# Ground-state magnetic phase diagram of bow-tie graphene nanoflakes

in external magnetic field

###### Abstract

The magnetic phase diagram of a ground state is studied theoretically for graphene nanoflakes of bow-tie shape and various size in external in-plane magnetic field. The tight-binding Hamiltonian supplemented with Hubbard term is used to model the electronic structure of the systems in question. The existence of the antiferromagnetic phase with magnetic moments localized at the sides of the bow-tie is found for low field and a field-induced spin-flip transition to ferromagnetic state is predicted to occur in charge-undoped structures. For small nanoflake doped with a single charge carrier the low-field phase is ferrimagnetic and a metamagnetic transition to ferromagnetic ordering can be forced by the field. The critical field is found to decrease with increasing size of the nanoflake. The influence of diagonal and off-diagonal disorder on the mentioned magnetic properties is studied. The effect of off-diagonal disorder is found to be more important than this of diagonal disorder, leading to significantly widened distribution of critical fields for disordered population of nanoflakes.

###### pacs:

^{†}

^{†}preprint: JAP

## I Introduction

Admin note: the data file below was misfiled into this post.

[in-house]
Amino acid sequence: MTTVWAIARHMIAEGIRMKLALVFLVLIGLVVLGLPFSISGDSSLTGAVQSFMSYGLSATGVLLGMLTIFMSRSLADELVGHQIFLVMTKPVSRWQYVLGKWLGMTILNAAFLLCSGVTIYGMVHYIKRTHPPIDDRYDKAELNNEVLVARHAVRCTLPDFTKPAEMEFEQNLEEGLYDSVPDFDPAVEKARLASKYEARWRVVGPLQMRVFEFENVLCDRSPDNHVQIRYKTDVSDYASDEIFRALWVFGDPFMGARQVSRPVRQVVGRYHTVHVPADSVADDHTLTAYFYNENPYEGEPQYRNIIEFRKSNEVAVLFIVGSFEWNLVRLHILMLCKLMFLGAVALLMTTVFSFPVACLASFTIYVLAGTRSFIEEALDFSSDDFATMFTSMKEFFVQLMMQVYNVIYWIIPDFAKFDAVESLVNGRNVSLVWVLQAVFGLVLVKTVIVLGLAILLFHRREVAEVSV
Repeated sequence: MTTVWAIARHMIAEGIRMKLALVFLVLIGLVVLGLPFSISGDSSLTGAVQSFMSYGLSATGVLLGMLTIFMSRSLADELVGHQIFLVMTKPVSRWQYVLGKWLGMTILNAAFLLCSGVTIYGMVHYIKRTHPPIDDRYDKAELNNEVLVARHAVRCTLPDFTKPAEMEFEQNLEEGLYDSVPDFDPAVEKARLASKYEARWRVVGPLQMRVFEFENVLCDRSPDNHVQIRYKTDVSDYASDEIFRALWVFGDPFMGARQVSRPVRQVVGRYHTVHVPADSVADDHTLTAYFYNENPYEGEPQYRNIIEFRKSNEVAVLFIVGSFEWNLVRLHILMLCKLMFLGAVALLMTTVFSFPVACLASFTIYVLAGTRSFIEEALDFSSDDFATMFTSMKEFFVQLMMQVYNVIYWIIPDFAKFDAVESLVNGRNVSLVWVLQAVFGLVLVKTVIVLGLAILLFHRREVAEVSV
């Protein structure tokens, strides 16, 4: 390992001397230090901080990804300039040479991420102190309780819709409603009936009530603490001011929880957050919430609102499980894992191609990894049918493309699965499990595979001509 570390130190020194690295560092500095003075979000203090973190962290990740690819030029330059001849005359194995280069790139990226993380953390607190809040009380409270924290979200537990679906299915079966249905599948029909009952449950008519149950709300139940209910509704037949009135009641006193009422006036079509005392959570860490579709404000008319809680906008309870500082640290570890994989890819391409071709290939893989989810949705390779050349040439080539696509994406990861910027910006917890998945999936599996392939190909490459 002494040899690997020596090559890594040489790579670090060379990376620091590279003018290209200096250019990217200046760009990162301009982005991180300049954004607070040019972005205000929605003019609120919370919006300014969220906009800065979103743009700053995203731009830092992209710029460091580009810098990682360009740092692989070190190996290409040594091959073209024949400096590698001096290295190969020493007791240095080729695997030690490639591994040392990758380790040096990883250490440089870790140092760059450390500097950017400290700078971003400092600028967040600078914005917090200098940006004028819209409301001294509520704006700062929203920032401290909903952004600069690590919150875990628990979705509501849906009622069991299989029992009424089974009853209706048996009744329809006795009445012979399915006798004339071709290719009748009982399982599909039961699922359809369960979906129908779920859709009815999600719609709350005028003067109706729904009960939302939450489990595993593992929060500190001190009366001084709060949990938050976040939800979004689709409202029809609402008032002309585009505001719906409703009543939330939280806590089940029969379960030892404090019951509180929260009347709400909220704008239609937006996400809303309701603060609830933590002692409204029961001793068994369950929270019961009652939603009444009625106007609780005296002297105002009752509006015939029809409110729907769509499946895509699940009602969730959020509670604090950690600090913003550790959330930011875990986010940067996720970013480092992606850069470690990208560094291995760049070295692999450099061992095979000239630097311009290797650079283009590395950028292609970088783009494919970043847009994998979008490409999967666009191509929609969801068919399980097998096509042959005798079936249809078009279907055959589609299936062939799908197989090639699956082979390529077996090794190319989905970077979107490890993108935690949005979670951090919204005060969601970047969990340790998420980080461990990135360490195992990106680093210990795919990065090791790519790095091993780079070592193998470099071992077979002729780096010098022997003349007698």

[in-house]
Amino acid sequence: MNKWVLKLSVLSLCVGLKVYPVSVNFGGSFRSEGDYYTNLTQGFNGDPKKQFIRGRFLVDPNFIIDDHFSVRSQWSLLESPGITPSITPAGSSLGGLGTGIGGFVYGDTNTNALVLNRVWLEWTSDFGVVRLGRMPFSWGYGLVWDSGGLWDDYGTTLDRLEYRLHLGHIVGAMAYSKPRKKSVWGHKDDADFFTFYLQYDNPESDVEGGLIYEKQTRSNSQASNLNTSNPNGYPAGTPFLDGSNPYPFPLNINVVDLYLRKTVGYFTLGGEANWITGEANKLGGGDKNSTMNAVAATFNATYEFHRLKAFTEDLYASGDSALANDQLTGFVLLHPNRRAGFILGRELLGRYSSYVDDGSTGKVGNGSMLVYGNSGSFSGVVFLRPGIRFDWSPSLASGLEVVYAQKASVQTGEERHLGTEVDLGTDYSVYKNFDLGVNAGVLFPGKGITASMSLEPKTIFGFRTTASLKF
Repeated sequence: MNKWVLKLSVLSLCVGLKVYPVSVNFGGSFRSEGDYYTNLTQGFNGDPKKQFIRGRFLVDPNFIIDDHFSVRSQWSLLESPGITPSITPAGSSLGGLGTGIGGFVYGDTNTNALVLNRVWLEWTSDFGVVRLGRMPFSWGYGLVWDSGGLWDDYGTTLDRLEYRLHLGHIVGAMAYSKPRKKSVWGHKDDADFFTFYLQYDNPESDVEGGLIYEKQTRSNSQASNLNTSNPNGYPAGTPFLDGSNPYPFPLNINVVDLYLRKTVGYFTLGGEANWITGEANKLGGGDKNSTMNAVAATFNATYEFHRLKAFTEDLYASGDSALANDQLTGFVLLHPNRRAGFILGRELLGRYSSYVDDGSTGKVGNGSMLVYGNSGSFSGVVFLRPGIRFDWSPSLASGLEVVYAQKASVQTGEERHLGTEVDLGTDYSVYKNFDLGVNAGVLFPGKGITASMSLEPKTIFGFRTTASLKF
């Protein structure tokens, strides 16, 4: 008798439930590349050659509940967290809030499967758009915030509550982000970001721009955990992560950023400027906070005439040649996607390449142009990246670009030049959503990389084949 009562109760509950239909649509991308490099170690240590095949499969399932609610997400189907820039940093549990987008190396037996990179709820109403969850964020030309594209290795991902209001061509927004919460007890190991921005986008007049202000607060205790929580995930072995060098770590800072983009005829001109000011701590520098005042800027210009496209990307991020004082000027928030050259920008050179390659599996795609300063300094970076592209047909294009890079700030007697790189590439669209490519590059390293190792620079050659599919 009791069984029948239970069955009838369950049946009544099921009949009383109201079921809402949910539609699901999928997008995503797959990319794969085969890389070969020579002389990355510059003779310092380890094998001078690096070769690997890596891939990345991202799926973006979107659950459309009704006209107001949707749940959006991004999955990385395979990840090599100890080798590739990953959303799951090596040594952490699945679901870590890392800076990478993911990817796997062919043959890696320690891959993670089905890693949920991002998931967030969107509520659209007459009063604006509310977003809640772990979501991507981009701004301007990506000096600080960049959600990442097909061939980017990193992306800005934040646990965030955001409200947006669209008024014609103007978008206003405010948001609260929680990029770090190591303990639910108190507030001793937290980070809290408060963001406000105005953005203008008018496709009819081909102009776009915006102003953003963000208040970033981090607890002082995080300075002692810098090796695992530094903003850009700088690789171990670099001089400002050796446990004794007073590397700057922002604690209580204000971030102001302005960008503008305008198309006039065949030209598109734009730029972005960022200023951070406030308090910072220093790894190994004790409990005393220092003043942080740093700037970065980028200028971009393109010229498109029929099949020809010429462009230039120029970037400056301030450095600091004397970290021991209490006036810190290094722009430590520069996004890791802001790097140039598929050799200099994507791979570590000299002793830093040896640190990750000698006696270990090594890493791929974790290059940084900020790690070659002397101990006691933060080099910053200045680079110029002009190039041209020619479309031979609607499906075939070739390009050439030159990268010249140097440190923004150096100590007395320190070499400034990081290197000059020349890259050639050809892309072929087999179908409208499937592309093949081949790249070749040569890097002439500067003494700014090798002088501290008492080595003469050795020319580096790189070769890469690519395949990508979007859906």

Spintronics is hoped to replace and significantly extend the possibilities of information processing based on charge degrees of freedom for electrons. An applicational potential of grapheneNovoselov et al. (2004, 2005) - an unique two-dimensional novel material - is boosted by developing spintronic devices based on its magnetic propertiesGüçlü, Potasz, and Hawrylak (2013a); Seneor et al. (2012); Rycerz, Tworzydlo, and Beenakker (2007). In the context of intriguing magnetic characteristics, various graphene-based nanostructures are invoked, mainly to mention graphene nanoflakes (GNFs) or quantum dots, for which the ability of shaping the edge and designing the electronic structure allows to reach desirable properties Snook and Barnard (2011); Barnard and Snook (2011); Ritter and Lyding (2009); Ezawa (2007, 2009a, 2009b, 2010); Ominato and Koshino (2013a, b); Koshino (2011); Zhou and Sheng (2012); Żebrowski, Wach, and Szafran (2013); Fernández-Rossier and Palacios (2007); Wang, Meng, and Kaxiras (2008); Yazyev et al. (2008); Wang et al. (2009); Potasz, Güçlü, and Hawrylak (2010); Potasz et al. (2012); Güçlü et al. (2009); Güçlü, Potasz, and Hawrylak (2013b); Szałowski (2011, 2013, pear). Numerous applications of these zero-dimensional graphene-based structures within an emerging field of spin electronics are suggested in the recent theoretical works Weymann, Krompiewski, and Barnaś (2012); Weymann, Barnaś, and Krompiewski (2012); Ezawa (2010, 2007, 2009b, 2010, 2009a); Wang et al. (2009); Kang, Wu, and Li (2012); Silva et al. (2010); Wang, Meng, and Kaxiras (2008); Li and Wang (2012); Güçlü, Potasz, and Hawrylak (2011); Sheng et al. (2010); Candini et al. (2011). Among various graphene nanoflakes, particularly those of triangular shape and zigzag edge seem promising and attract the attention Wang, Meng, and Kaxiras (2008); Silva et al. (2010); Ezawa (2012); Potasz, Güçlü, and Hawrylak (2010); Potasz et al. (2012); Güçlü et al. (2009); Güçlü, Potasz, and Hawrylak (2013b); Zhou et al. (2011); Guo, Wang, and Zhou (2013); Jaworowski, Potasz, and Wójs (2013); Szałowski (2013); Yoneda et al. (2009); Szałowski (pear). This is due to presence of a shell of zero-energy states owing to imbalance in number of atoms belonging to two interpenetrating sublatticesFajtlowicz, John, and Sachs (2005); Yazyev (2010). Such states become localized at the zigzag edge (which effect is confirmed for various graphene structures Fujita et al. (1996); Klusek et al. (2000); Klusek (2001); Klusek et al. (2005); Kobayashi et al. (2005)) and result in spin polarization of the flake edge Lieb (1989); Wang, Meng, and Kaxiras (2008); Fernández-Rossier and Palacios (2007); Potasz, Güçlü, and Hawrylak (2010); Güçlü et al. (2009). However, also bow-tie GNFs, which can be considered to some extent as structures composed of two triangular flakes, constitute an interesting class of graphene quantum dotsWang et al. (2009). Bow-tie GNFs were predicted to show magnetic moments localized mainly at their sides and oriented antiparallel in both halves of the nanostructure Wang et al. (2009); Yazyev (2010); Potasz, Güçlü, and Hawrylak (2010); Ijäs and Harju (2010); Yoneda et al. (2009); Kang, Wu, and Li (2012); Sheng, Sun, and Zhou (2013); Zhou, Sheng, and Xu (2013). Their potential spintronic applications were studied in Refs. Wang et al., 2009; Kang, Wu, and Li, 2012.